By Sunshine Jowell - RRAS Member
When the pandemic hit us last Spring, my world became very small. Like so many others, my environment suddenly became my house. No longer would I hop into my car each morning to commute for 20 minutes along the 95 listening to my latest curated playlist. Work would be the same, but without the day-to-day walks through my large building with a coffee in hand to commiserate with friends and colleagues, or sometimes enjoy a long lunch with my team. A recently purchased Rick Steve’s guidebook to Italy would be tucked away in a drawer—only read halfway through.
But most depressing of all, I’d lose my birding community. I’d lose my monthly romps through bramble and brush and mud as we’d somewhat silently make our way with our cameras and scopes through the areas around the Valley looking at wonders I’d only recently discovered since joining the Red Rock Audubon Society in 2019. Wonderful and amazing creatures I’d only before seen in documentaries and in books, that I couldn’t believe really lived here in Nevada, and even more that traveled through from time to time—the most beautiful and wonderous tourists to our city.
I had been learning so much from the members of RRAS since I’d joined. I had decided through my fascination of painting birds and animals that perhaps I should learn more about them, so I went on my first Wetland’s Walk—and I’ve been hopelessly hooked ever since. And with each birding adventure I’d learn something new from someone in the group. These amazing folks of all ages and professions, who had a wealth of knowledge about bird colors, calls, habits, and eccentricities.
But in the Spring of 2020, my birding community was closed. We were no longer able to walk with each other. For a while, I couldn’t even leave my home out of fear I’d bring back with me some terrible and incomprehensible disease.
So I did what many others probably did: I turned my dining table into a workspace and spent eight hours a day on Zoom. I followed as many birders as I could on social media to get my fix. I found books I could read about different species of birds (and dinosaurs). But my world was very small.
In a particular moment of pitiful despair one evening, I was standing in my backyard on a clear night. I was hoping to see a few stars—though in the last decade my part of town has had an increase in light pollution due to urban sprawl. I no longer have a view of the Strip and the sunset in the distance. Now my backyard faces apartment complexes and warehouses.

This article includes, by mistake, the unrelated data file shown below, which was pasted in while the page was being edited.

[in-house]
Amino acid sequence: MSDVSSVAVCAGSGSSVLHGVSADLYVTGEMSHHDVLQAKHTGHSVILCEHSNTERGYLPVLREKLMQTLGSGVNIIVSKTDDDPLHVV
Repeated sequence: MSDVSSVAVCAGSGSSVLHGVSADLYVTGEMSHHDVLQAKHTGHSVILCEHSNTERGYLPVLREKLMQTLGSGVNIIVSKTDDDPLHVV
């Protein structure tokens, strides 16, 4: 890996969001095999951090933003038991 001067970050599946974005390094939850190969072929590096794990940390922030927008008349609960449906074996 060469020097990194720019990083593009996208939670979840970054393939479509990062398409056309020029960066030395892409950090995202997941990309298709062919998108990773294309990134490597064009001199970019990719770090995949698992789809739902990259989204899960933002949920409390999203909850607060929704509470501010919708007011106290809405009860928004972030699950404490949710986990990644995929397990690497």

As I was glimpsing the constellation Cassiopeia and feeling angry at myself for never learning how to sew, and therefore having no mask-making skills, a strange movement off to the right at the top of one of the warehouses caught my eye. And there it was! I could see wings. Very large, flapping wings.
Before I could convince myself I was hallucinating, I ran inside to dig my binoculars out of my backpack. Quietly I slid open the balcony door and looked up again. There she was. Perched on the edge and feeding greedily from something under her feet, was quite possibly the largest and most magnificent Great Horned Owl I’d ever seen. I watched her for about 10 minutes, until curiosity got the better of me and I had to step inside to confirm via Google that a Great Horned Owl would live in my area (about 3 miles from the Wetlands Park in Henderson).
She must have stayed about 45 minutes that night. Feeding on heaven-knows-what atop that audacious, but well-lit warehouse. And instead of thinking to myself, “Oh goodness, we have rats now.” (That thought would come later.) I thought, “The world has come to me.”
My world isn’t small. I had made it small. I had thought it small. I had given it limits.
After that night, I created an event for my work colleagues once a week called “Backyard Birding”. We’d spend about one hour each week, around lunchtime, outside on our Zoom calls in our yards or any neighboring park that offered wi-fi, where we could spot and talk about birds. Some of my friends had enviable hummingbird feeders, and others just couldn’t get enough of the goofy pigeons who tormented their indoor cats. The content didn’t really matter much, but it was a view of each other’s world.
Our world moves on, the birds still fly.
About a week after my owl visitation, my son—still upset and begrudging his gym closure—came back from his evening run around the neighborhood.
“Mom! Mom! You’ll never believe what I saw! There’s an OWL on top of SOMEONE’S HOUSE!!!”
How is your world? I’d love to hear about the changes and adjustments you’ve made to your own birding adventures over the last year. Please feel free to reach out to me through the members of this newsletter.